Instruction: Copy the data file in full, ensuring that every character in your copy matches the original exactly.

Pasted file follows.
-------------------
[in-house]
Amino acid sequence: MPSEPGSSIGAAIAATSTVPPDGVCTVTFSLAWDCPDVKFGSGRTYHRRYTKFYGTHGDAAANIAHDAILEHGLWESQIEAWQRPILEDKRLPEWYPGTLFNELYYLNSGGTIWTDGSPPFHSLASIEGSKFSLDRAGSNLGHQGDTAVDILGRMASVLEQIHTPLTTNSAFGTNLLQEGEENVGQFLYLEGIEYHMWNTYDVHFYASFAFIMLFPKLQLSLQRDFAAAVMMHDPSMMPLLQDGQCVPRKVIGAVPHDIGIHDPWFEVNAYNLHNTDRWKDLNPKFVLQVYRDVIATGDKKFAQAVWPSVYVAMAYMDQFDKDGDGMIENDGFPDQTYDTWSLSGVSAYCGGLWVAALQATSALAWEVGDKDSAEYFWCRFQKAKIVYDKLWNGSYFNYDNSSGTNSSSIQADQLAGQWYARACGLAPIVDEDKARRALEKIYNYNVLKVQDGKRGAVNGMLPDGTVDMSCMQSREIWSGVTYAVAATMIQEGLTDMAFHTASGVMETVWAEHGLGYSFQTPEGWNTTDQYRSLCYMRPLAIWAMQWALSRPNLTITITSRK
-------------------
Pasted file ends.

[in-house]
Amino acid sequence: MPSEPGSSIGAAIAATSTVPPDGVCTVTFSLAWDCPDVKFGSGRTYHRRYTKFYGTHGDAAANIAHDAILEHGLWESQIEAWQRPILEDKRLPEWYPGTLFNELYYLNSGGTIWTDGSPPFHSLASIEGSKFSLDRAGSNLGHQGDTAVDILGRMASVLEQIHTPLTTNSAFGTNLLQEGEENVGQFLYLEGIEYHMWNTYDVHFYASFAFIMLFPKLQLSLQRDFAAAVMMHDPSMMPLLQDGQCVPRKVIGAVPHDIGIHDPWFEVNAYNLHNTDRWKDLNPKFVLQVYRDVIATGDKKFAQAVWPSVYVAMAYMDQFDKDGDGMIENDGFPDQTYDTWSLSGVSAYCGGLWVAALQATSALAWEVGDKDSAEYFWCRFQKAKIVYDKLWNGSYFNYDNSSGTNSSSIQADQLAGQWYARACGLAPIVDEDKARRALEKIYNYNVLKVQDGKRGAVNGMLPDGTVDMSCMQSREIWSGVTYAVAATMIQEGLTDMAFHTASGVMETVWAEHGLGYSFQTPEGWNTTDQYRSLCYMRPLAIWAMQWALSRPNLTITITSRK